Many nonprofits are counting on social media more than ever to boost fundraising and build awareness. These tools have proven increasingly effective in recent years, but you need to keep in mind the very real risks to reputation that come with social media.
Employees, board members, volunteers and even unaffiliated third parties can cause significant and long-lasting damage if you don’t take appropriate steps to prevent it. Here are some measures to implement now if you haven’t already.
1. Develop a social media policy
The line between employees’ personal and work lives was already blurry, and the shift to remote work has only exacerbated this effect. This raises the risk of inappropriate (and perhaps inadvertent) posts on personal and organizational accounts. The risk is particularly high, ironically, for those employees who are most passionate about your organization and regularly promote it on their own accounts.
The best defense is a formal social media policy. The policy should set clear boundaries about the types of material that are and aren’t permissible on both kinds of accounts. For example, you should prohibit employees from posting non-public information they’ve learned on the job. Training on the policy is advisable.
While employees generally are the primary target audience for a social media policy, you should share it with board members and other volunteers. Emphasize that they could possibly harm your organization with their personal accounts. For example, if a board member’s profile information highlights his or her connection to your nonprofit, “politically incorrect” posts could reflect poorly on it.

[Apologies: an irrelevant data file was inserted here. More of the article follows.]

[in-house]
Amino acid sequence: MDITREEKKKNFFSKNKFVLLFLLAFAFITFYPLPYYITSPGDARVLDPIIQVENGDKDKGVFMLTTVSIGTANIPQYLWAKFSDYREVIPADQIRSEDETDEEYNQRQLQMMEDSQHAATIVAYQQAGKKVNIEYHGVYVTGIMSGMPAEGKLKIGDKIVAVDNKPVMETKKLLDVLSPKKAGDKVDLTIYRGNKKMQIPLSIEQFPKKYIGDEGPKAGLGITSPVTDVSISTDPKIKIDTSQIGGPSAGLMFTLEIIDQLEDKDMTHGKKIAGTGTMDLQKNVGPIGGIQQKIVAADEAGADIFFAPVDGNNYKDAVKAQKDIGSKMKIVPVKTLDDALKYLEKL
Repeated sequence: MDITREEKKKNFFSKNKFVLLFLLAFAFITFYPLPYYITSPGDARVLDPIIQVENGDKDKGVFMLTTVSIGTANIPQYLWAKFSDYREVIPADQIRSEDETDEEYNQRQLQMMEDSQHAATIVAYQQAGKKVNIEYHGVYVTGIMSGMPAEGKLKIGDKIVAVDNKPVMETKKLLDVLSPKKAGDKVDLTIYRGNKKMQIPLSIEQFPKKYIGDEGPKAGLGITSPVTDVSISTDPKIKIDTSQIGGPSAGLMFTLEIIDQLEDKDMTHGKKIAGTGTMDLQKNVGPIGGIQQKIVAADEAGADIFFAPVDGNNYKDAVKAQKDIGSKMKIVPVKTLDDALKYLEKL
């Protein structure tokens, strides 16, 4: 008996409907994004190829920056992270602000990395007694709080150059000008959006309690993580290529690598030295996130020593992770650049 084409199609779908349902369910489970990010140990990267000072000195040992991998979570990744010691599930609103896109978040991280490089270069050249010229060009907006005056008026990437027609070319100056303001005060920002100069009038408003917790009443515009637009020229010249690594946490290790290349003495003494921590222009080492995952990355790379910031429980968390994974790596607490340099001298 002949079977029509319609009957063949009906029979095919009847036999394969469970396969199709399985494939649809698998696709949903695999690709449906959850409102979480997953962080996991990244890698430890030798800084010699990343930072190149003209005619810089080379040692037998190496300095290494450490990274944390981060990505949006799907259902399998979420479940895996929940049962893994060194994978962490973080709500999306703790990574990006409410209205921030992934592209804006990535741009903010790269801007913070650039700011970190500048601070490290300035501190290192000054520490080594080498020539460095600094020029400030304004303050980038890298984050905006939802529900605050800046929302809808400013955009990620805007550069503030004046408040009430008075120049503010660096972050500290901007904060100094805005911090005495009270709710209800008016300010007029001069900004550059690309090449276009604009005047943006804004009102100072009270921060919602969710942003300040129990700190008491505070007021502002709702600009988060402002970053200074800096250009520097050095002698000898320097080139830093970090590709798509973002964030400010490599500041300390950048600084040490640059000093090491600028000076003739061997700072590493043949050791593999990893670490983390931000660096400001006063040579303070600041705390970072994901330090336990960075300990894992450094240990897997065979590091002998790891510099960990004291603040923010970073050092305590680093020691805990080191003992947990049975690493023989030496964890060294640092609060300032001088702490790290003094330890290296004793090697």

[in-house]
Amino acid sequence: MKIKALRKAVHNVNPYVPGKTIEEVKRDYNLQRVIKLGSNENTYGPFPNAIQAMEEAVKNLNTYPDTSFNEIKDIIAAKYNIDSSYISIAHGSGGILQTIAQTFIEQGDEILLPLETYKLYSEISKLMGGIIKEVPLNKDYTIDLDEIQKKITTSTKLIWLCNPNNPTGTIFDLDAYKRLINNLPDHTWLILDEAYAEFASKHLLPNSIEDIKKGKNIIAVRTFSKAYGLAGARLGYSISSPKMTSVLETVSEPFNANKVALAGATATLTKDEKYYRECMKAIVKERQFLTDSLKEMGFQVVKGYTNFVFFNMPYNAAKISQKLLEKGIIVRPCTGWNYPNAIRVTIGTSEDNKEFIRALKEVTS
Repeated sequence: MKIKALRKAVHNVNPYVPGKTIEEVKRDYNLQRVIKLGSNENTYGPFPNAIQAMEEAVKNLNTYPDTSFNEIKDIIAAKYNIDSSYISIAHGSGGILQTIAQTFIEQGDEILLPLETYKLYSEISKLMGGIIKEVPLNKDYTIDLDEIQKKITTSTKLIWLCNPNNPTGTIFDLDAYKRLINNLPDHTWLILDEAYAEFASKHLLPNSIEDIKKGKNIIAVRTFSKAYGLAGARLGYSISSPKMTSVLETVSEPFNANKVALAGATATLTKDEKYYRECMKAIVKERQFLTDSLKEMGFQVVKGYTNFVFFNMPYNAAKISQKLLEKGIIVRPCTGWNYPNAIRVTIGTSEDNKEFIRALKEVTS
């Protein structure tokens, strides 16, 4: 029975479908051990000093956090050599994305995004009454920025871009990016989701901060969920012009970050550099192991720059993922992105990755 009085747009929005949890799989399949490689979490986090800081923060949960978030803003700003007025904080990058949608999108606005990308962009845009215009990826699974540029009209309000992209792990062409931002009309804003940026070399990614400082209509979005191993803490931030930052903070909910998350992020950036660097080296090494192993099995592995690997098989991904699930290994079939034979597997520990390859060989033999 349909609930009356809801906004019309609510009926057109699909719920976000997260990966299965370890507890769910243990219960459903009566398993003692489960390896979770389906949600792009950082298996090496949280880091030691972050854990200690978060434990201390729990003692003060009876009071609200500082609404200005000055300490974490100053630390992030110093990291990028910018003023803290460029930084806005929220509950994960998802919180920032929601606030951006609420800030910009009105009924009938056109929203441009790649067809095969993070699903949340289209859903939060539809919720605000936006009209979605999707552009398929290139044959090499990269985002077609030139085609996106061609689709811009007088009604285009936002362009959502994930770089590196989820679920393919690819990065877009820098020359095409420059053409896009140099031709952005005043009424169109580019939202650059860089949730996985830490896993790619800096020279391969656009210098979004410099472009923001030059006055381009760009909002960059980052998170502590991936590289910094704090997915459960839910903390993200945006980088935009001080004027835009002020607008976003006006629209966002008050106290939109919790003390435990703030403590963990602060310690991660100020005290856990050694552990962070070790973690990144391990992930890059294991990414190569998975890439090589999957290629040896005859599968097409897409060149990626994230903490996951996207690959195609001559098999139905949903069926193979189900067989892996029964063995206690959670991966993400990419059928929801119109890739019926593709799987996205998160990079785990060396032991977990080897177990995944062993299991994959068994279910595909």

2. Monitor, monitor, monitor
Social media is 24/7, and things can escalate quickly. So it’s critical that you devote the necessary resources to monitor your accounts and others for potentially dicey posts.
With organizational accounts, check the posts and the comments to those posts — both can go viral and create a tsunami of trouble. That said, you don’t want to get drawn into an exchange with a troll who’s posting in bad faith and simply trying to stir things up. Give your social media staff guidelines to help them determine when to engage and when to let it go. You also can establish a zero-tolerance policy for offensive comments — or disable comments altogether.
You should subscribe to a “social listening” tool, such as Sprout Social or Brandwatch, that will alert you when the name of your organization is trending on social media. These tools help you follow what people are saying about you and respond to them directly when appropriate.
3. Develop a response plan
Slip-ups, or worse, can occur despite comprehensive policies and training. Those nonprofits with a formal response plan in place will weather such events far better than those scrambling in the moment. The plan should assign responsibilities and include contact information for multiple possible spokespersons. It should identify a specific trigger when it’s time to involve the CEO or other top-level individuals. And include a list of potential responses, such as issuing a press release, sitting for interviews or bringing in a crisis management expert.
After the situation has resolved, remember to sit down and review your plan’s effectiveness. What worked, what didn’t — and how should you tweak the procedures to better respond to future occurrences?
The new normal
You can’t afford not to use social media, but you also can’t afford to suffer the reputational damage it might cause. Taking the steps above will help you reap benefits while mitigating risks.
Here is a great guide from Classy.org about how to write your Social Media Policy →